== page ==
ESP-07 is perfect for low wifi signal environments because it has external antenna port but it’s development board is rather impractical if you want to use it for breadboard experiments as it won’t fit one. It will fit Wemos D1 dual expansion base with some rearrangements, and it’s a straight fit for Witty cloud base, though, but it’s definitely not breadboard type of device, just like ESP-01. It also can be power hungry, I saw it drawing over 500mA from time to time.

Wemos D1 is fine if you like to use expansion boards and build simple projects fast, NodeMCU is the best one by far from my experience.

NodeMCU is most suitable for 24/7 operation, it’s barely warm even when in very hot environment, it’s not particularly power hungry, and it has embedded CP2102 - just plug in your USB cable and you’re ready to go. Besides this facts, it’s always the first one to reconnect to the router after restart, and it’s keeping the connection like a beast. Even a nest of 6-7 devices working side by side didn’t create enough noise to cause any problems.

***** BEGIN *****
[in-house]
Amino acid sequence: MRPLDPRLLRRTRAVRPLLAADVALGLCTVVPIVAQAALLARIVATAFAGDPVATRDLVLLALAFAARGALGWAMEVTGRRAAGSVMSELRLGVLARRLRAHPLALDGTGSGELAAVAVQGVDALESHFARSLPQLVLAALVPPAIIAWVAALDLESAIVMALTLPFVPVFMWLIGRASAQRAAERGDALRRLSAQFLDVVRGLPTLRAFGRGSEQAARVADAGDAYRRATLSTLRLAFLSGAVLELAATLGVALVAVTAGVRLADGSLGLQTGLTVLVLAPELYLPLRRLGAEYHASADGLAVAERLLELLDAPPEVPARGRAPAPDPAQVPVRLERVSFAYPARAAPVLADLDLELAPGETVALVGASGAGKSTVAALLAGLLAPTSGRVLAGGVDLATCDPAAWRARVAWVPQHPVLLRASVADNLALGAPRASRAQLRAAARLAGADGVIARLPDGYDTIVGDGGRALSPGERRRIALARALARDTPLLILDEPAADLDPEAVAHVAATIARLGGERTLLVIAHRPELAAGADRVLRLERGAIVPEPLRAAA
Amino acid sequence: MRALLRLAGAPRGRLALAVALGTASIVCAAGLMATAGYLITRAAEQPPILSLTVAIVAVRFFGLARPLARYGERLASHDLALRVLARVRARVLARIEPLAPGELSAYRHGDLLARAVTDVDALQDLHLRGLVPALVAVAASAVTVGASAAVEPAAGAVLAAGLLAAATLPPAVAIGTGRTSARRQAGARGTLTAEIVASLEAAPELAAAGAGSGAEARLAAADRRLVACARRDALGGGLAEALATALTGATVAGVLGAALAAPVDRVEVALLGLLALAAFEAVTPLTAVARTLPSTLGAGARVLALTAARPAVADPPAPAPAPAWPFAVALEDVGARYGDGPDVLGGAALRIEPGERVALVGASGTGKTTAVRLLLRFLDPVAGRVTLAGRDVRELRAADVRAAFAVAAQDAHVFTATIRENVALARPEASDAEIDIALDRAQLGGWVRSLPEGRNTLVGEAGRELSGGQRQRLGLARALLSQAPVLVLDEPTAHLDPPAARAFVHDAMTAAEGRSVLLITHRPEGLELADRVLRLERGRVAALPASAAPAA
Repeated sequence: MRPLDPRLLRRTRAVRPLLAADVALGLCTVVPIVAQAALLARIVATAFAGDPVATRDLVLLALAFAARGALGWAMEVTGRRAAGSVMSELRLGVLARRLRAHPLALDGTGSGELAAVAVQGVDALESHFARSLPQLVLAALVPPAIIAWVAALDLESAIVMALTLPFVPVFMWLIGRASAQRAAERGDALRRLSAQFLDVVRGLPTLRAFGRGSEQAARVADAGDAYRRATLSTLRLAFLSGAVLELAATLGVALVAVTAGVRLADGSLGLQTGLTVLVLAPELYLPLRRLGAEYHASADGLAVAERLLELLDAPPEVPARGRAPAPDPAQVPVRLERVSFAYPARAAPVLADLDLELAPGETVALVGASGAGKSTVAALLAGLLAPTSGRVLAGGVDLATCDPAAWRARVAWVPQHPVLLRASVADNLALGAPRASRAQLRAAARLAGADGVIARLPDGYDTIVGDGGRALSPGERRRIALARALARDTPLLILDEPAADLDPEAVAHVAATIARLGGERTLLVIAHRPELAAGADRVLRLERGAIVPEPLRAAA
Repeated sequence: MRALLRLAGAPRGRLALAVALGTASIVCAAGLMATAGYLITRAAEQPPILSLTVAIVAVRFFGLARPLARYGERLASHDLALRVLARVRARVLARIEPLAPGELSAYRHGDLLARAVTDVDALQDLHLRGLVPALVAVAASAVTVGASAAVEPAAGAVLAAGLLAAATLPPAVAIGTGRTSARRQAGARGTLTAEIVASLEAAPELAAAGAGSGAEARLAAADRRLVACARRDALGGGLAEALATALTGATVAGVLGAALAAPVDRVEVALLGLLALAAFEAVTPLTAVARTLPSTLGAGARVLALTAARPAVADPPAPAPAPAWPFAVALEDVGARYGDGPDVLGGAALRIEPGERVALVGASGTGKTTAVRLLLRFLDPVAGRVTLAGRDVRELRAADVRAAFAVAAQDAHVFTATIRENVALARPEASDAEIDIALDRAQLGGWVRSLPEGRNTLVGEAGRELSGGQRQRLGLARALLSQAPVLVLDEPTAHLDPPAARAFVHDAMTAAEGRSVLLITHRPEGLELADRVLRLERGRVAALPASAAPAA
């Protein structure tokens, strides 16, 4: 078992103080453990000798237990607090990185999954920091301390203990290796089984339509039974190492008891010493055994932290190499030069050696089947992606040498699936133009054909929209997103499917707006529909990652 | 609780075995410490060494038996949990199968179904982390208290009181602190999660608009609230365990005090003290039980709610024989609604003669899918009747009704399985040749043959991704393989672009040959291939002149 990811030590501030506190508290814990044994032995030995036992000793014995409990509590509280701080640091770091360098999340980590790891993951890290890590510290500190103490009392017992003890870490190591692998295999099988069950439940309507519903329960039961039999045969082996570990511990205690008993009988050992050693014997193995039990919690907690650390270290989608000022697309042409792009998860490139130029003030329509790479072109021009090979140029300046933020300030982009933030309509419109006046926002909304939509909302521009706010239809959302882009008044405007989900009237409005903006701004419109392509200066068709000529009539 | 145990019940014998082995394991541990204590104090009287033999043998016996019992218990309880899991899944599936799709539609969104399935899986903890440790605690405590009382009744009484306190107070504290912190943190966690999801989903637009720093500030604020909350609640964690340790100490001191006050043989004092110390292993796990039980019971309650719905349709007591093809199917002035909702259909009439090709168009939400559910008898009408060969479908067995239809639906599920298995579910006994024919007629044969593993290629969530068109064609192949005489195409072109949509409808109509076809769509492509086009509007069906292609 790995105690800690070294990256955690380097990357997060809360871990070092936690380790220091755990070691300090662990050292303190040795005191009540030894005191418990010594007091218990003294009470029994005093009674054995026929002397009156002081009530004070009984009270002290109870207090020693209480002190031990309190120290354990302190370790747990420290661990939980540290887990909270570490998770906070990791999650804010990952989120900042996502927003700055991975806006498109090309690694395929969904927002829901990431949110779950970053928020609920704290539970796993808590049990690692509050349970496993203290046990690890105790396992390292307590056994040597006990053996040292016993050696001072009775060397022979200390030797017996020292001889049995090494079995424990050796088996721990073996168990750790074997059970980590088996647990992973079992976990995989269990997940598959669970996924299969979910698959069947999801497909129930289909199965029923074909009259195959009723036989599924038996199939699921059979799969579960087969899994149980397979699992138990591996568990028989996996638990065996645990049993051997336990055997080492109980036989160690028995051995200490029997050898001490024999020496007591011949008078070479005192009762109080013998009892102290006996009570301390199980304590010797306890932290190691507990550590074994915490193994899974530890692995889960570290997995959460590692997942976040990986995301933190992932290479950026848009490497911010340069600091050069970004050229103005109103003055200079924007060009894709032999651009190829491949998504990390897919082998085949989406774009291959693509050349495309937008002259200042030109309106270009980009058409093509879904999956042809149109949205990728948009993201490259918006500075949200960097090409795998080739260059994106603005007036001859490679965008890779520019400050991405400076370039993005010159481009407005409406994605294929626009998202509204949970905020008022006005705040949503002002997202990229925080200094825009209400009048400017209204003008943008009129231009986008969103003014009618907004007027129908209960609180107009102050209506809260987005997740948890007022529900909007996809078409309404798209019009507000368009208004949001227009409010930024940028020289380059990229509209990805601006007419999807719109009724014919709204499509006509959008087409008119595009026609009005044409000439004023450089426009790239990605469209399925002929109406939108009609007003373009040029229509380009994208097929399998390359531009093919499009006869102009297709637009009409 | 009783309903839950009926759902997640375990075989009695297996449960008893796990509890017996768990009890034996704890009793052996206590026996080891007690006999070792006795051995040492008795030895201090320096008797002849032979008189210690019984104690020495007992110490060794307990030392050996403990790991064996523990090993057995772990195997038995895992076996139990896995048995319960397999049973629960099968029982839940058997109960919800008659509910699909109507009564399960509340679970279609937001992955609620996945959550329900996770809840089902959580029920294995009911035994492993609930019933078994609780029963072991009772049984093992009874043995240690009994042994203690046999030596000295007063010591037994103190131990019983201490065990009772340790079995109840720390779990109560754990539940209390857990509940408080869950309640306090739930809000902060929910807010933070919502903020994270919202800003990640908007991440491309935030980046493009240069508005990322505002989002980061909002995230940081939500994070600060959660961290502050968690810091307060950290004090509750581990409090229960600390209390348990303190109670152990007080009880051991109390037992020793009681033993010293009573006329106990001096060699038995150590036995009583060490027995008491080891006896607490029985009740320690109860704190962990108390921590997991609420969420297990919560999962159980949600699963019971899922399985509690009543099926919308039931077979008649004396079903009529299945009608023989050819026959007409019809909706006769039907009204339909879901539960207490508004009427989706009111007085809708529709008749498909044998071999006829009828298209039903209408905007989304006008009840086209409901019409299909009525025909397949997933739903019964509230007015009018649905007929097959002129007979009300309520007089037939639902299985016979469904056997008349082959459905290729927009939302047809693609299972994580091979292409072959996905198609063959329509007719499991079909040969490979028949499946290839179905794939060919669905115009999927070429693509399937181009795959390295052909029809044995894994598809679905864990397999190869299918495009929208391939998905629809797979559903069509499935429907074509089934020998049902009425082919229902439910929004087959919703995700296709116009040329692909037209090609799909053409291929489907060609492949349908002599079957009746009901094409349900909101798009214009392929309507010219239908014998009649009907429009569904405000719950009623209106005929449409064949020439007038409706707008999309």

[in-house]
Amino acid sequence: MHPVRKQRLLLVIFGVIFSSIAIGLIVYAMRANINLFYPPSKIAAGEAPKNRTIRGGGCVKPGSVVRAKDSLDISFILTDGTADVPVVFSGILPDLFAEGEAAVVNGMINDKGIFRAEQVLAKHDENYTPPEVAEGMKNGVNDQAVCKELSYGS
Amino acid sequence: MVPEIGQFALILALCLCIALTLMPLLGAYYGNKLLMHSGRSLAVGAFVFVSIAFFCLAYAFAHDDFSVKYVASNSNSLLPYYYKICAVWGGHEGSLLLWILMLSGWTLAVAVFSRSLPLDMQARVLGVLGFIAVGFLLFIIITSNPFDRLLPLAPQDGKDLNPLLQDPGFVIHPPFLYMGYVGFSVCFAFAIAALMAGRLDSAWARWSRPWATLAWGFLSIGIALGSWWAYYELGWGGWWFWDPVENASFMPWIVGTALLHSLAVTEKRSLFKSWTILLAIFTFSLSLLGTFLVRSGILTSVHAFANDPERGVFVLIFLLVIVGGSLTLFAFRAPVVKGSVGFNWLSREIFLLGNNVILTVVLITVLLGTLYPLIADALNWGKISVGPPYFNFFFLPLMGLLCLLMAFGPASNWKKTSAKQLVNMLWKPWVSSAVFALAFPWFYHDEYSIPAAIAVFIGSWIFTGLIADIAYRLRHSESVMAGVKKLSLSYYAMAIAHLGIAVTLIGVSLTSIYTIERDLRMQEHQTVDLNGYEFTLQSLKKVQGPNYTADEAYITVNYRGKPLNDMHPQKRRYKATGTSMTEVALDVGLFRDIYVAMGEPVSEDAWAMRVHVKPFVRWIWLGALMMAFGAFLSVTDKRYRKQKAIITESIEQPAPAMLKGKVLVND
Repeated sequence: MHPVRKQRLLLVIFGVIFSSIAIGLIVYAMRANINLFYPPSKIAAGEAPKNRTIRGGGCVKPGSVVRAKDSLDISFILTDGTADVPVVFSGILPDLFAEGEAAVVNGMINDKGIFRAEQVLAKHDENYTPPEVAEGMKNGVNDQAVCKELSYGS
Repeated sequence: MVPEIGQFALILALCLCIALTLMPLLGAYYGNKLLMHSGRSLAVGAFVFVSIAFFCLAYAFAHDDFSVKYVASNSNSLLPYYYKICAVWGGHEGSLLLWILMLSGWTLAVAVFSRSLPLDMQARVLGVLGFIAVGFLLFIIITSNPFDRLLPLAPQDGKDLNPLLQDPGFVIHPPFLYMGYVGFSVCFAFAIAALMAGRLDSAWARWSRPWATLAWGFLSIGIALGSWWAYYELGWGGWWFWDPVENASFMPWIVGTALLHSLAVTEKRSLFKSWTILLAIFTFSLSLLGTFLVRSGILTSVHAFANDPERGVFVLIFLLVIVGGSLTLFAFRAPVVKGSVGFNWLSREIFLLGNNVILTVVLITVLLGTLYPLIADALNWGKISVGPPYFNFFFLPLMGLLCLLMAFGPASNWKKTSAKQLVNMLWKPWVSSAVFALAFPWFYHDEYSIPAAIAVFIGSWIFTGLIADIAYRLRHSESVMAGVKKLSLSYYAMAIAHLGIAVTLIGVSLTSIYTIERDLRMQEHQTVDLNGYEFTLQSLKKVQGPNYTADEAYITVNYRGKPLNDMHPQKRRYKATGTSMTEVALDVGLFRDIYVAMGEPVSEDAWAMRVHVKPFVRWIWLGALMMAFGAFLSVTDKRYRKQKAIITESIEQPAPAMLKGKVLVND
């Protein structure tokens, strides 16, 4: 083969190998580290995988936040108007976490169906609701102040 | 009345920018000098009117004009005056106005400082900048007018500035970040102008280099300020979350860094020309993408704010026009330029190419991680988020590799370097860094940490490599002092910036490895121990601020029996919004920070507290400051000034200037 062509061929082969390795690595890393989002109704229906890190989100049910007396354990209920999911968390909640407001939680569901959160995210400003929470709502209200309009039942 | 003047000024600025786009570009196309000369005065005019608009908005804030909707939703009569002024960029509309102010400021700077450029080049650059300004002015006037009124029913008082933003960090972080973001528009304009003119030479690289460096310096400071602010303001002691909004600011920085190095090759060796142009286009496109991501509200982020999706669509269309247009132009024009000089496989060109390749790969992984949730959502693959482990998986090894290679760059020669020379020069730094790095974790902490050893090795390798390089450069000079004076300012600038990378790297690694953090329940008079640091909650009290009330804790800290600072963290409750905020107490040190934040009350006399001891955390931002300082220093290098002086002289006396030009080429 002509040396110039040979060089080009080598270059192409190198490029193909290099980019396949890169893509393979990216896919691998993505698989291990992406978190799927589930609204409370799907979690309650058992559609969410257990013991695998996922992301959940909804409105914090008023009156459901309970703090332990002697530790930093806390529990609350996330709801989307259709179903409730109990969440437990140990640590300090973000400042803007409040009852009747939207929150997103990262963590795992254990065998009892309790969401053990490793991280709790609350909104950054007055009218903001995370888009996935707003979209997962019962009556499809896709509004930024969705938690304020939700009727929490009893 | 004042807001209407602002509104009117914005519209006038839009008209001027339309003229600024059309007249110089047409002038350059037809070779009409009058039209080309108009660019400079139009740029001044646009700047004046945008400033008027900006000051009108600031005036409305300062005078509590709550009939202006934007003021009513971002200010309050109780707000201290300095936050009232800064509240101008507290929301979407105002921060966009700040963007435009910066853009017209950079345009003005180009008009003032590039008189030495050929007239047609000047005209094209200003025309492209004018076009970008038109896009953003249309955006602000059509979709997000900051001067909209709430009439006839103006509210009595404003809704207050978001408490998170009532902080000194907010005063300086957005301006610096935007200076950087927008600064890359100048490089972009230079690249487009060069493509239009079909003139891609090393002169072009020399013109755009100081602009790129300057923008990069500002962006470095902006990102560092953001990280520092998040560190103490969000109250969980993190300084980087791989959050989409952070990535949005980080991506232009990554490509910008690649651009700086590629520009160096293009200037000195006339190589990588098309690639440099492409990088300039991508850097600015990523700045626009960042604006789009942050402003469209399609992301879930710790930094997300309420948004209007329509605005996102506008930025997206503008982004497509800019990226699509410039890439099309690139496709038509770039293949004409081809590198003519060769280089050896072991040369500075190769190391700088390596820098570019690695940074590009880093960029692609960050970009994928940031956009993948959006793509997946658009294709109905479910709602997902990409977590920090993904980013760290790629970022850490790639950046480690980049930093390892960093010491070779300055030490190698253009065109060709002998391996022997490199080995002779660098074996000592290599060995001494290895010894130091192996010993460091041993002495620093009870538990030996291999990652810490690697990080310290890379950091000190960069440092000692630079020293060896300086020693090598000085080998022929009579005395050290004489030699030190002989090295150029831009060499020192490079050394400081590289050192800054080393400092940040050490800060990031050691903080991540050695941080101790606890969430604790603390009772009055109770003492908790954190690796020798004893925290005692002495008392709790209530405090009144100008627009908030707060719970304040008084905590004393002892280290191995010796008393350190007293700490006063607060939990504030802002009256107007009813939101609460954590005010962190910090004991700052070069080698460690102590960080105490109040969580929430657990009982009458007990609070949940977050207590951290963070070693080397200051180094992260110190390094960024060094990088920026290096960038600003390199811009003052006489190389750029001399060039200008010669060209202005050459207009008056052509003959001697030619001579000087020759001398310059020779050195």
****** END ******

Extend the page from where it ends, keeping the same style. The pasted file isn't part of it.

I was eager to get my hands on his younger brother, ESP32. I was thrilled with embedded Basic interpreter and BLE, but from hardware point of view, ESP32 generates to much heat and power consumption is very high (way over 0,5A for stable operation), and for that reason I would never use it instead of NodeMCU in my projects. But there is no doubt that ESP32 is extremely powerful MCU, and this chipset has bright future for sure.